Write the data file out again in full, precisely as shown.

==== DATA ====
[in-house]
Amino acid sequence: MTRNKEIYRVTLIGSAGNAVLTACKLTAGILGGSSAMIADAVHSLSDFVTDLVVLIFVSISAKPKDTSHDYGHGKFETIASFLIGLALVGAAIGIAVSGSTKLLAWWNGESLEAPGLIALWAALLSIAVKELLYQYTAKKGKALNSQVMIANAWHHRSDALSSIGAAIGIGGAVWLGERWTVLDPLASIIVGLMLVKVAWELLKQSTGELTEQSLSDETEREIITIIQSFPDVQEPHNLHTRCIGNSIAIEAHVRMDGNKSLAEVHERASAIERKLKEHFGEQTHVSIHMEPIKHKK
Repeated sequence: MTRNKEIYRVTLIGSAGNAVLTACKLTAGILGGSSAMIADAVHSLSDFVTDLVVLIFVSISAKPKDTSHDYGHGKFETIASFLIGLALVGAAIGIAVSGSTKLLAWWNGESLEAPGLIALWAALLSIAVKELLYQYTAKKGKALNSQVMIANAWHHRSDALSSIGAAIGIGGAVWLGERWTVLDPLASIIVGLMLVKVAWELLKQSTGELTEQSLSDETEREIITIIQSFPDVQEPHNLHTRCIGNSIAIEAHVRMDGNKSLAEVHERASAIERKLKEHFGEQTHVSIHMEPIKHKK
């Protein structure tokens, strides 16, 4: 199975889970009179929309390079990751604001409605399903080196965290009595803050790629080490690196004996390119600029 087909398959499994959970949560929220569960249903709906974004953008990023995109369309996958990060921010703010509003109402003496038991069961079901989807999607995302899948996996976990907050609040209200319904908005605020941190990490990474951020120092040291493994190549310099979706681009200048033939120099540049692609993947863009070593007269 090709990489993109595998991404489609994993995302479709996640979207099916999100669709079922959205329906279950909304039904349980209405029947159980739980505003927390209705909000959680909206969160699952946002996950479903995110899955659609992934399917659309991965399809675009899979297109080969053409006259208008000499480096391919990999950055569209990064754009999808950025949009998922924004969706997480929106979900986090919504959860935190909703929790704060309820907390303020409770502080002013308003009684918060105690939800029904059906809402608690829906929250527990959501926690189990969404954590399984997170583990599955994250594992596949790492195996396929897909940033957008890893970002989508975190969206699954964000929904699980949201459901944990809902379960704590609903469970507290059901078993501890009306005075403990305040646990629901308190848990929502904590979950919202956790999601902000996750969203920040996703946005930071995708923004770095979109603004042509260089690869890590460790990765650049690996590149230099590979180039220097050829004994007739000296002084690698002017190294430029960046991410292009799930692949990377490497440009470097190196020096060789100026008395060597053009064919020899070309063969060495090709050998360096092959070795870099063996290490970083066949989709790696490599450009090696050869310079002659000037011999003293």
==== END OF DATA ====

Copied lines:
[in-house]
Amino acid sequence: MTRNKEIYRVTLIGSAGNAVLTACKLTAGILGGSSAMIADAVHSLSDFVTDLVVLIFVSISAKPKDTSHDYGHGKFETIASFLIGLALVGAAIGIAVSGSTKLLAWWNGESLEAPGLIALWAALLSIAVKELLYQYTAKKGKALNSQVMIANAWHHRSDALSSIGAAIGIGGAVWLGERWTVLDPLASIIVGLMLVKVAWELLKQSTGELTEQSLSDETEREIITIIQSFPDVQEPHNLHTRCIGNSIAIEAHVRMDGNKSLAEVHERASAIERKLKEHFGEQTHVSIHMEPIKHKK
Repeated sequence: MTRNKEIYRVTLIGSAGNAVLTACKLTAGILGGSSAMIADAVHSLSDFVTDLVVLIFVSISAKPKDTSHDYGHGKFETIASFLIGLALVGAAIGIAVSGSTKLLAWWNGESLEAPGLIALWAALLSIAVKELLYQYTAKKGKALNSQVMIANAWHHRSDALSSIGAAIGIGGAVWLGERWTVLDPLASIIVGLMLVKVAWELLKQSTGELTEQSLSDETEREIITIIQSFPDVQEPHNLHTRCIGNSIAIEAHVRMDGNKSLAEVHERASAIERKLKEHFGEQTHVSIHMEPIKHKK
């Protein structure tokens, strides 16, 4: 199975889970009179929309390079990751604001409605399903080196965290009595803050790629080490690196004996390119600029 087909398959499994959970949560929220569960249903709906974004953008990023995109369309996958990060921010703010509003109402003496038991069961079901989807999607995302899948996996976990907050609040209200319904908005605020941190990490990474951020120092040291493994190549310099979706681009200048033939120099540049692609993947863009070593007269 090709990489993109595998991404489609994993995302479709996640979207099916999100669709079922959205329906279950909304039904349980209405029947159980739980505003927390209705909000959680909206969160699952946002996950479903995110899955659609992934399917659309991965399809675009899979297109080969053409006259208008000499480096391919990999950055569209990064754009999808950025949009998922924004969706997480929106979900986090919504959860935190909703929790704060309820907390303020409770502080002013308003009684918060105690939800029904059906809402608690829906929250527990959501926690189990969404954590399984997170583990599955994250594992596949790492195996396929897909940033957008890893970002989508975190969206699954964000929904699980949201459901944990809902379960704590609903469970507290059901078993501890009306005075403990305040646990629901308190848990929502904590979950919202956790999601902000996750969203920040996703946005930071995708923004770095979109603004042509260089690869890590460790990765650049690996590149230099590979180039220097050829004994007739000296002084690698002017190294430029960046991410292009799930692949990377490497440009470097190196020096060789100026008395060597053009064919020899070309063969060495090709050998360096092959070795870099063996290490970083066949989709790696490599450009090696050869310079002659000037011999003293």